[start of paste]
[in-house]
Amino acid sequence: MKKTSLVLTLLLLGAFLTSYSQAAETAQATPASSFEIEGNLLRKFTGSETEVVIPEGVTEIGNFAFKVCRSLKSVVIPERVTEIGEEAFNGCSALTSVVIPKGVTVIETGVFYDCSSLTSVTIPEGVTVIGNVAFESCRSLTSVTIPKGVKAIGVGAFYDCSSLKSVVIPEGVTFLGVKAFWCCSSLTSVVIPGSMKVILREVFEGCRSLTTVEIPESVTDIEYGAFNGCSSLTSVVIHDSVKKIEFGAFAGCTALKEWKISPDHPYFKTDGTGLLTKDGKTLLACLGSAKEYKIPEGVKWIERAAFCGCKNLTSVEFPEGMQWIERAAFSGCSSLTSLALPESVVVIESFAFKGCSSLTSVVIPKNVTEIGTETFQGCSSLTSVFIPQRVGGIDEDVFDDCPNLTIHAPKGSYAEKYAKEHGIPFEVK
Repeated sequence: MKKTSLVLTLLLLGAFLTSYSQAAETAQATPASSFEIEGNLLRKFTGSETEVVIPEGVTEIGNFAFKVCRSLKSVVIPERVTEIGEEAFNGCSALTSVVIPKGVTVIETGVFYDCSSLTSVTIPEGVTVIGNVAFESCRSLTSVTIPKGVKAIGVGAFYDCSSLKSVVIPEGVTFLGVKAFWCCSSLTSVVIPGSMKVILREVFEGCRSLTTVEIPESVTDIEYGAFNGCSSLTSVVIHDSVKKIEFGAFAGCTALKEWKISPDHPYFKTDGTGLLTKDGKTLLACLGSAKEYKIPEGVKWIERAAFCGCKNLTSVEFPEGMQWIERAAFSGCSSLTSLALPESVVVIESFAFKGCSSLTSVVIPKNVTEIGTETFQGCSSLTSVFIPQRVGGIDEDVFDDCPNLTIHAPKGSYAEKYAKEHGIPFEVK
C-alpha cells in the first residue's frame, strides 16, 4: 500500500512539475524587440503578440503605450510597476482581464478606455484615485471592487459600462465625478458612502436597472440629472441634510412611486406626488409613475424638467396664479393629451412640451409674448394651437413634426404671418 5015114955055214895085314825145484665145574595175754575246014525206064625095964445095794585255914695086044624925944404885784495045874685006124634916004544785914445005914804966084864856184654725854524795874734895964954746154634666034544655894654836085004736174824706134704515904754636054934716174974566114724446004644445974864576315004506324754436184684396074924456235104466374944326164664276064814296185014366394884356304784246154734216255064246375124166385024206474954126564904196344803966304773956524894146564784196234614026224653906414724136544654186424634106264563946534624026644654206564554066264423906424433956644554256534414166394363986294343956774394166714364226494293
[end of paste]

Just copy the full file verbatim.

[in-house]
Amino acid sequence: MKKTSLVLTLLLLGAFLTSYSQAAETAQATPASSFEIEGNLLRKFTGSETEVVIPEGVTEIGNFAFKVCRSLKSVVIPERVTEIGEEAFNGCSALTSVVIPKGVTVIETGVFYDCSSLTSVTIPEGVTVIGNVAFESCRSLTSVTIPKGVKAIGVGAFYDCSSLKSVVIPEGVTFLGVKAFWCCSSLTSVVIPGSMKVILREVFEGCRSLTTVEIPESVTDIEYGAFNGCSSLTSVVIHDSVKKIEFGAFAGCTALKEWKISPDHPYFKTDGTGLLTKDGKTLLACLGSAKEYKIPEGVKWIERAAFCGCKNLTSVEFPEGMQWIERAAFSGCSSLTSLALPESVVVIESFAFKGCSSLTSVVIPKNVTEIGTETFQGCSSLTSVFIPQRVGGIDEDVFDDCPNLTIHAPKGSYAEKYAKEHGIPFEVK
Repeated sequence: MKKTSLVLTLLLLGAFLTSYSQAAETAQATPASSFEIEGNLLRKFTGSETEVVIPEGVTEIGNFAFKVCRSLKSVVIPERVTEIGEEAFNGCSALTSVVIPKGVTVIETGVFYDCSSLTSVTIPEGVTVIGNVAFESCRSLTSVTIPKGVKAIGVGAFYDCSSLKSVVIPEGVTFLGVKAFWCCSSLTSVVIPGSMKVILREVFEGCRSLTTVEIPESVTDIEYGAFNGCSSLTSVVIHDSVKKIEFGAFAGCTALKEWKISPDHPYFKTDGTGLLTKDGKTLLACLGSAKEYKIPEGVKWIERAAFCGCKNLTSVEFPEGMQWIERAAFSGCSSLTSLALPESVVVIESFAFKGCSSLTSVVIPKNVTEIGTETFQGCSSLTSVFIPQRVGGIDEDVFDDCPNLTIHAPKGSYAEKYAKEHGIPFEVK
C-alpha cells in the first residue's frame, strides 16, 4: 500500500512539475524587440503578440503605450510597476482581464478606455484615485471592487459600462465625478458612502436597472440629472441634510412611486406626488409613475424638467396664479393629451412640451409674448394651437413634426404671418 5015114955055214895085314825145484665145574595175754575246014525206064625095964445095794585255914695086044624925944404885784495045874685006124634916004544785914445005914804966084864856184654725854524795874734895964954746154634666034544655894654836085004736174824706134704515904754636054934716174974566114724446004644445974864576315004506324754436184684396074924456235104466374944326164664276064814296185014366394884356304784246154734216255064246375124166385024206474954126564904196344803966304773956524894146564784196234614026224653906414724136544654186424634106264563946534624026644654206564554066264423906424433956644554256534414166394363986294343956774394166714364226494293